Birthday: October 18, 1946 Birth
Place: Toronto, Ontario, Canada Height: 0' 0"
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Son of a London stockbroker, British actor Leslie Howard worked as a bank clerk after graduating from London's Dulwich School. Serving briefly in World War I, Howard was mustered out for medical reasons in 1918, deciding at that time to act for a living. Working in both England and the U.S. throughout the 1920s, Howard specialized in playing disillusioned intellectuals in such plays as Outward Bound, the film version of which served as his 1930 film debut. Other films followed on both sides of the Atlantic, the best of these being Howard's masterful star turn in The Scarlet Pimpernel (1934). In 1935, Howard portrayed yet another disenchanted soul in The Petrified Forest, which co-starred Humphrey Bogart as a gangster patterned after John Dillinger. Howard was tapped for the film version, but refused to make the movie unless Bogart was also hired (Warner Bros. had planned to use their resident gangster type, Edward G. Robinson). Hardly a candidate for "Mr. Nice Guy" — he was known to count the lines of his fellow actors and demand cuts if they exceeded his dialogue — Howard was nonetheless loyal to those he cared about. Bogart became a star after The Petrified Forest, and in gratitude named his first daughter Leslie Bogart. Somehow able to hide encroaching middle-age when on screen, Howard played romantic leads well into his late 40s, none more so than the role of — yes — disillusioned intellectual Southern aristocrat Ashley Wilkes in the 1939 classic Gone with the Wind. In the late 1930s, Howard began dabbling in directing, notably in his starring films Pygmalion (1938) and Pimpernel Smith (1941). Fiercely patriotic, Howard traveled extensively on behalf of war relief; on one of these trips, he boarded a British Overseas Airways plane in 1943 with several other British notables, flying en route from England to Lisbon. The plane was shot down over the Bay of Biscay and all on board were killed. Only after the war ended was it revealed that Howard had selflessly taken that plane ride knowing it would probably never arrive in Lisbon; it was ostensibly carrying Prime Minister Winston Churchill, and was sent out as a decoy so that Churchill's actual plane would be undisturbed by enemy fire.
Was a member of the horn section in the Canadian band Lighthouse in the early 1970s.
Was the first Musical Director of the first incarnation of the band from "Saturday Night Live" (1975).
Uncle of composer Ryan Shore
Since 1979, he has scored all but one of director David Cronenberg's theatrical films. Cronenberg is also from Toronto, Ontario, Canada.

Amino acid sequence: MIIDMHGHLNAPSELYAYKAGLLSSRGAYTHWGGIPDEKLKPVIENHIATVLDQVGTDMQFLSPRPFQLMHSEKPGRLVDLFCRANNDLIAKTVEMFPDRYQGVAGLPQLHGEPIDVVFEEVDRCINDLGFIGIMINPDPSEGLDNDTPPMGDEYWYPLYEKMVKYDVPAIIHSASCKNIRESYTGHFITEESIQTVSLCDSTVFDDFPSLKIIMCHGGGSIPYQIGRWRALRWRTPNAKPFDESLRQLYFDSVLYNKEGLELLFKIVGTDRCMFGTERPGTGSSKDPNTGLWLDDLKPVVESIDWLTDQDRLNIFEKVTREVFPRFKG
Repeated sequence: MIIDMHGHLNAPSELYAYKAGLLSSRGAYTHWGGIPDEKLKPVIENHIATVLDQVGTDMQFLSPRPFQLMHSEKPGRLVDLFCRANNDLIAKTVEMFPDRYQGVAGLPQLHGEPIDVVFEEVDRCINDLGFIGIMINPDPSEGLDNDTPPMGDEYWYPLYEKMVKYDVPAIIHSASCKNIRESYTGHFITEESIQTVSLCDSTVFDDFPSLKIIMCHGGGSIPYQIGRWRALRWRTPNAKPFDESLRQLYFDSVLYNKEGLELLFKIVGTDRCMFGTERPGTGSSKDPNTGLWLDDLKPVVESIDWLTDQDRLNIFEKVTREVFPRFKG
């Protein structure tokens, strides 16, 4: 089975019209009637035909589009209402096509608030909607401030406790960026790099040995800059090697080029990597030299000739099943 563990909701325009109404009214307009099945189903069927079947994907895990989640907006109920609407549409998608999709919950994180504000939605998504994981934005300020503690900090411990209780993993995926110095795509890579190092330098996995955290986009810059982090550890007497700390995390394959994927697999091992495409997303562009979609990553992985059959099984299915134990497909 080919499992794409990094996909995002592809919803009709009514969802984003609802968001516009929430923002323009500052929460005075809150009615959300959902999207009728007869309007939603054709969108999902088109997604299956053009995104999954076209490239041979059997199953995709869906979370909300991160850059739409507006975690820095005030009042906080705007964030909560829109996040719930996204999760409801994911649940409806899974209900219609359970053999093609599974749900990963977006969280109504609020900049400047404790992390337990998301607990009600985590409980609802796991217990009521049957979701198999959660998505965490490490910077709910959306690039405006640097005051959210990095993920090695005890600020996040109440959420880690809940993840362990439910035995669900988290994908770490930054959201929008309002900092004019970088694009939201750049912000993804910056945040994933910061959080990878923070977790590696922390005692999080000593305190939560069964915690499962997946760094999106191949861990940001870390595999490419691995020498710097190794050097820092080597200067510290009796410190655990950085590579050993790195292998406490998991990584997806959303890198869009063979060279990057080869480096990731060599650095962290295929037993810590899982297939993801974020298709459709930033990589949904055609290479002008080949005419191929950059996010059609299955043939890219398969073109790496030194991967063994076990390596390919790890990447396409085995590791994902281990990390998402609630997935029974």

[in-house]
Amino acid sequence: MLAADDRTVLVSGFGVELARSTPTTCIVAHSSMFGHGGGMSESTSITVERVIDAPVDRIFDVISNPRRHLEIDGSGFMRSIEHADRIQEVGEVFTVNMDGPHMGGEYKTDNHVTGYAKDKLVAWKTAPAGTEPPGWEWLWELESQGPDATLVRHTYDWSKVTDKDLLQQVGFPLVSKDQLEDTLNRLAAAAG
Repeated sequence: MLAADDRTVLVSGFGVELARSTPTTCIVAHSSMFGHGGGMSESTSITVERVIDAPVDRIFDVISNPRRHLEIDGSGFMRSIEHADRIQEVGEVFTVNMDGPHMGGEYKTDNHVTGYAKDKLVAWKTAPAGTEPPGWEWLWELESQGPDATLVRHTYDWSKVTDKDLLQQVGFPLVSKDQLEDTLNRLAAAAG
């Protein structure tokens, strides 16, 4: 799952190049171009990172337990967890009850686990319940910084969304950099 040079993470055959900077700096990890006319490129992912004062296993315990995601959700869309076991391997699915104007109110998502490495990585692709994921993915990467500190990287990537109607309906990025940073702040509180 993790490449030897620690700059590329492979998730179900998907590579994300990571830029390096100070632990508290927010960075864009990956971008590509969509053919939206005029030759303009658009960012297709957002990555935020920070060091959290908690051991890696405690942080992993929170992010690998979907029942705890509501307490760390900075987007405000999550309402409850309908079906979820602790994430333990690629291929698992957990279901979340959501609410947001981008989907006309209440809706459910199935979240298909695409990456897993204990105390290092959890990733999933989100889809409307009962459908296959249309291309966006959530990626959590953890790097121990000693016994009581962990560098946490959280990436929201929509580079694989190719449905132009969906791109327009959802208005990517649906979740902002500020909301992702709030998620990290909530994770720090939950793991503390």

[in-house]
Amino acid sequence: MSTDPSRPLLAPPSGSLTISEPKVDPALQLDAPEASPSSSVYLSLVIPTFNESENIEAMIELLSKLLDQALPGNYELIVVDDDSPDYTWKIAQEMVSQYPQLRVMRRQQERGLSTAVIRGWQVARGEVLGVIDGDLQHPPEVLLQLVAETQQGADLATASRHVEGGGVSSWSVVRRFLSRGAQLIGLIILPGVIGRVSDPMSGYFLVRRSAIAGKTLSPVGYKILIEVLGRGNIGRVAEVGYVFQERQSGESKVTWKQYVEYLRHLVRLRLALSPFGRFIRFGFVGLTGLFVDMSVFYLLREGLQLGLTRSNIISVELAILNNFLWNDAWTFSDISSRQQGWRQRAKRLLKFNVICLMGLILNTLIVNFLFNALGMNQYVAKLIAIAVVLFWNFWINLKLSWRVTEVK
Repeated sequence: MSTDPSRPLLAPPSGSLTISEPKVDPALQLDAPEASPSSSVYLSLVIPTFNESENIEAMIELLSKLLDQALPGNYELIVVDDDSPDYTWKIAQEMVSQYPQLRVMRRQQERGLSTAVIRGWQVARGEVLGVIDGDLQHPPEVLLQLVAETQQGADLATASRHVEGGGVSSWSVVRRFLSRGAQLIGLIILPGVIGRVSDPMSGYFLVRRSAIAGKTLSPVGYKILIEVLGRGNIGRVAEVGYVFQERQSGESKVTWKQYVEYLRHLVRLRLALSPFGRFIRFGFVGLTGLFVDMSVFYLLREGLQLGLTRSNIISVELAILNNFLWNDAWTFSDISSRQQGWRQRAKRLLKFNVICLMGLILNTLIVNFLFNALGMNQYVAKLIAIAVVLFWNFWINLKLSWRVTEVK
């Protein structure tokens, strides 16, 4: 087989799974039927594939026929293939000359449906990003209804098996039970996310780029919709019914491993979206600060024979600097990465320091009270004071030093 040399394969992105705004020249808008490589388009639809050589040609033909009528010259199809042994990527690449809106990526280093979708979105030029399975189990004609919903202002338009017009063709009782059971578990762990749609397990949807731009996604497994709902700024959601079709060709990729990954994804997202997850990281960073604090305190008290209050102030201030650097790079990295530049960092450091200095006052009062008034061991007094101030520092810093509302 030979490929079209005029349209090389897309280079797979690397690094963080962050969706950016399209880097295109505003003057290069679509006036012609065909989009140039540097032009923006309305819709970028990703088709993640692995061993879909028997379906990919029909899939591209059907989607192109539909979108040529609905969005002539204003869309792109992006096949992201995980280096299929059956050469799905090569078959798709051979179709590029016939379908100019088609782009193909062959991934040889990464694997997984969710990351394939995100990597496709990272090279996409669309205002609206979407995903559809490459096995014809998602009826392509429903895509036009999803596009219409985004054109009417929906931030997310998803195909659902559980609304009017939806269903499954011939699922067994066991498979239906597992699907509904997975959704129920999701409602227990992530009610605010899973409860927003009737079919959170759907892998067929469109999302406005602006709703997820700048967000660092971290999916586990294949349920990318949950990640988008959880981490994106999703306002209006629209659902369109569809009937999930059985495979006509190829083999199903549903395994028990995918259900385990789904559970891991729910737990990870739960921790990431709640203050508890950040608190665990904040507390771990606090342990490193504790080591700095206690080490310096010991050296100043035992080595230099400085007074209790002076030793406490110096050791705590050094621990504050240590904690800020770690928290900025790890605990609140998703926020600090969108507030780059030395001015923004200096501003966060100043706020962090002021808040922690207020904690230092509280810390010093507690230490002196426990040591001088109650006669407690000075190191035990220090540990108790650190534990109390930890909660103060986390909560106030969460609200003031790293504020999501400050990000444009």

Has scored two of the three sequels that have won Best Picture. The first was The Silence of the Lambs (1991), the sequel to Manhunter (1986). The second was The Lord of the Rings: The Return of the King (2003), the final film in _Peter Jackson's Lord of the Rings, The (2001-2003)_ trilogy.
Coordinated with Hollywood Bowl conductor John Mauceri for national performances of his "The Lord of the Rings Symphony" in six movements
Helped Dan Aykroyd and John Belushi to organize the first incarnation of the Blues Brothers Band.
He and Danny Elfman have both formed hit bands (The Blues Brothers and Oingo Boingo, respectively), both scored a film for Tim Burton (Shore scored Ed Wood (1994); Elfman has scored everything else), both scored a film for Peter Jackson (all of the "Lord of the Rings" films and _Frighteners, The (1996/I)_ , respectively), and both scored a Hannibal Lecter film (_Silence of the Lambs (1992)_ and Red Dragon (2002), respectively).
Attended Berklee College of Music, Boston, Massachusetts, USA.
Oscar winners Howard Shore (score) and Michael Semanick (sound re-recording mixer) have cameos as Rohan Guards in the extended edition DVD of The Lord of the Rings: The Return of the King (2003). They join in the victory celebration at the Golden Hall and are prominent in the scenes featuring Legolas and Gimli's drinking game. They are the two guards right behind Legolas the elf. (Chapter 5, "Return to Edoras").
Was described by James Woods, who scored Videodrome (1983), in which Woods starred, as "the Bernard Herrmann of the synthesizer."
In 2004, a new rule for the Academy Awards that disallowed film scores which contained work from previous films resulted in the score to "The Lord of the Rings: The Two Towers" being ineligible for submission to the Academy. The new rule proved very unpopular with both Academy members and the general public - and had it been present in years past, would have invalidated many other sequels winning performances, including the "Star Wars" sequels. Because of the debacle, the Academy returned to its original position for future years' films.
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